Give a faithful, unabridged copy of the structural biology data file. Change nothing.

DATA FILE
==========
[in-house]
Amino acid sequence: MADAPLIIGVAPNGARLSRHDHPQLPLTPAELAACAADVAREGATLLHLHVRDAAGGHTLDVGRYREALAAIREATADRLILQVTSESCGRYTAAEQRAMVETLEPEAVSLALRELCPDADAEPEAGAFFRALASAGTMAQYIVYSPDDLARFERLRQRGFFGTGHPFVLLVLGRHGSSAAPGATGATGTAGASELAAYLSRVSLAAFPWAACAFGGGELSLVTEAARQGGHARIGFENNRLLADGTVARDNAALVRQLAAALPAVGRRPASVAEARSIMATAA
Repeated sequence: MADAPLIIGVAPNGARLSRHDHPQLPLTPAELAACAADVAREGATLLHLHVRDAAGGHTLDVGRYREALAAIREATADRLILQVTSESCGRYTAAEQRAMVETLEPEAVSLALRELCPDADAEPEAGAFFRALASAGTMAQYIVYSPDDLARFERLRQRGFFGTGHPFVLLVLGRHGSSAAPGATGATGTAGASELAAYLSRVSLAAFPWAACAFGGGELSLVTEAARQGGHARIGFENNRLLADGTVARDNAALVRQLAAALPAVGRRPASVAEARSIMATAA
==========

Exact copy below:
[in-house]
Amino acid sequence: MADAPLIIGVAPNGARLSRHDHPQLPLTPAELAACAADVAREGATLLHLHVRDAAGGHTLDVGRYREALAAIREATADRLILQVTSESCGRYTAAEQRAMVETLEPEAVSLALRELCPDADAEPEAGAFFRALASAGTMAQYIVYSPDDLARFERLRQRGFFGTGHPFVLLVLGRHGSSAAPGATGATGTAGASELAAYLSRVSLAAFPWAACAFGGGELSLVTEAARQGGHARIGFENNRLLADGTVARDNAALVRQLAAALPAVGRRPASVAEARSIMATAA
Repeated sequence: MADAPLIIGVAPNGARLSRHDHPQLPLTPAELAACAADVAREGATLLHLHVRDAAGGHTLDVGRYREALAAIREATADRLILQVTSESCGRYTAAEQRAMVETLEPEAVSLALRELCPDADAEPEAGAFFRALASAGTMAQYIVYSPDDLARFERLRQRGFFGTGHPFVLLVLGRHGSSAAPGATGATGTAGASELAAYLSRVSLAAFPWAACAFGGGELSLVTEAARQGGHARIGFENNRLLADGTVARDNAALVRQLAAALPAVGRRPASVAEARSIMATAA